Tips for Research

Tips for Research:

1.    Research vs. development: Research is the non-trivial issues found during the development process which might be planning, building, or troubleshooting a system.

2.    Problem matters most: A research topic has a generic problem statement with (1) inputs, (2) outputs, (3) objective function, (4) constraints, and (5) assumptions, where inputs are the given info that you can collect, outputs are things you want to decide, but subject to the constraints, so that the objective function can be maximized or minimized. The decisions are made under certain assumptions.

3.    Survey before solution: A solution to the defined problem statement is a method, mechanism, or algorithm that can optimize the objective function. There could be some existing solutions already. Thus, before developing a solution of one's own, one needs to do a survey to find and compare existing research works and argue why their solutions are not good enough and the society needs a better solution. Usually a survey would have a comparison table identifying the ideas, pros, and cons of existing methods and yours.

4.     Evaluate your solution: A research is incomplete if without evaluation of the proposed solution to the defined problem. The evaluation would have experiment setup and experiment results, where the former is to describe how the experiment is conducted with certain parameter configuration such that readers of this work can reproduce the results. The experiment results, usually presented in curves or bars in figures, should answer how effective the proposed solution is. The results should be better interpreted with three kinds of observations: (1) how the curves/bars look like (grab the key numbers that yourself and readers could remember), (2) why they look like these, (3) insightful implications to us or stakeholders.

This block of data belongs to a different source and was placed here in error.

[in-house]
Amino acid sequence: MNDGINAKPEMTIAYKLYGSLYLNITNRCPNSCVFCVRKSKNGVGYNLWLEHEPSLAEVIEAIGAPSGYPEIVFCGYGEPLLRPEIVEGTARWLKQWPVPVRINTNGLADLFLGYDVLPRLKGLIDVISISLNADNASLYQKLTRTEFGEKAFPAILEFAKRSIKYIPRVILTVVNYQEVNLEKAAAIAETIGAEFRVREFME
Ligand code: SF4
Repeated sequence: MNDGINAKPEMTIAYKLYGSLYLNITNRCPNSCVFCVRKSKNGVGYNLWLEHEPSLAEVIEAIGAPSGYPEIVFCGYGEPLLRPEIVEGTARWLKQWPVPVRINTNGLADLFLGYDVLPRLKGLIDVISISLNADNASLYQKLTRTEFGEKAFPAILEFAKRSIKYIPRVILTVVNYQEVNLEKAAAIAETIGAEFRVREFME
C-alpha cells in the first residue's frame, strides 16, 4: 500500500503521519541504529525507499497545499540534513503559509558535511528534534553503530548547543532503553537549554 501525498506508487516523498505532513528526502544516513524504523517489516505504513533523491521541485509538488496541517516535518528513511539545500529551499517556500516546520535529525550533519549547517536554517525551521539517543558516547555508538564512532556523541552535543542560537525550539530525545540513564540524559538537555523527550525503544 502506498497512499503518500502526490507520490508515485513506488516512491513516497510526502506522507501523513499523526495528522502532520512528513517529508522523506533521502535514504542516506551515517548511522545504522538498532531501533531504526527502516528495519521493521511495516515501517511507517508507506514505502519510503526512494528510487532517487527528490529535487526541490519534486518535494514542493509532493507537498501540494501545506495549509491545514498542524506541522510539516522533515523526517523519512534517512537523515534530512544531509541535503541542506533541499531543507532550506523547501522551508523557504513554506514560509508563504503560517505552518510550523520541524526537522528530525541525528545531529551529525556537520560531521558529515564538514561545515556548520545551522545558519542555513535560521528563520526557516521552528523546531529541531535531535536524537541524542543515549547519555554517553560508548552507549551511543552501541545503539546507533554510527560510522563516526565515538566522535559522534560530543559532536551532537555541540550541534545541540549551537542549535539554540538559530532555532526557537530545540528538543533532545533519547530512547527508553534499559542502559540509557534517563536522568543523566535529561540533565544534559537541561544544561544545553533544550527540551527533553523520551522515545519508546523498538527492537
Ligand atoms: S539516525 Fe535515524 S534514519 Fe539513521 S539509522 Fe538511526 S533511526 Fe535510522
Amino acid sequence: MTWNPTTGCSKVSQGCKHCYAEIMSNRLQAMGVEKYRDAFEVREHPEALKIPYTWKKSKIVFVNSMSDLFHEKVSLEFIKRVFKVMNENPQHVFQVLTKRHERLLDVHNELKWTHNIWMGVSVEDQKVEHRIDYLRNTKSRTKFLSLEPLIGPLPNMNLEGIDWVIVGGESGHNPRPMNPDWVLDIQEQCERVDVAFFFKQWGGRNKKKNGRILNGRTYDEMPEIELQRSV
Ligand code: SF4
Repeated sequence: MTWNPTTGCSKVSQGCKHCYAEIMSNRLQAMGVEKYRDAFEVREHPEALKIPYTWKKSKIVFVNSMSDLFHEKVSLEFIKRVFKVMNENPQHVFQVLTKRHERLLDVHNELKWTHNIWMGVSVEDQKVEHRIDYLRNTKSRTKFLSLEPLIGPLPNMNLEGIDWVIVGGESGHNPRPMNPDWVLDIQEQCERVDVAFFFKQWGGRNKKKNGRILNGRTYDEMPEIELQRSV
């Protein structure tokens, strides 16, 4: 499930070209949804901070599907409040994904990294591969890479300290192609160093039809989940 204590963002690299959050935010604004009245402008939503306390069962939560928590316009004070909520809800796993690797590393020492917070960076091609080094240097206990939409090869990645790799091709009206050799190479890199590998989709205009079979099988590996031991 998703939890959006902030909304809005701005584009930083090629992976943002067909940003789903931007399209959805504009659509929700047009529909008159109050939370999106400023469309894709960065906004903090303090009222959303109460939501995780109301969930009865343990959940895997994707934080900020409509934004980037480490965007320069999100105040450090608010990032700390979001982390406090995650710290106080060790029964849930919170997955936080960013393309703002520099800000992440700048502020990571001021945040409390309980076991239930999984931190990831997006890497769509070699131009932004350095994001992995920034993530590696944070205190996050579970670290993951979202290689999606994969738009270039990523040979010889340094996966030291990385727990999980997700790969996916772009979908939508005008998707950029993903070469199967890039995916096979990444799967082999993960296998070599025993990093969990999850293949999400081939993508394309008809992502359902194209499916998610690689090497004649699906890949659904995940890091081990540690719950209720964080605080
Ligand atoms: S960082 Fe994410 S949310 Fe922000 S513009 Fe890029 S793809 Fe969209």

5.     Generic template of a thesis/paper: A research is documented in a thesis or paper with the following components: (1) title (should be clear and sexy), (2) abstract (a summary of the entire work, with issues, previous works, our proposed idea why it could work better, results with key numbers), (3) introduction (with motivation, issues, brief survey, our approach, organization of the thesis or paper), (4) background (tutorials, surveys, i.e., related work), (5) problem statement, (6) solution approach (with a sexy name of your method/solution), (7) evaluation, (8) conclusions and future work, (9) reference.

6.     New problem vs. new solution: Throughout the research period, defining a problem statement and survey existing works are critical because they determine the impact or value of your research. A problem well defined is a problem half solved and with its impact almost determined. After that, developing a solution and evaluating the solution are the other critical parts. Usually a new problem with new or even old solutions has more contribution than an old problem with new solutions.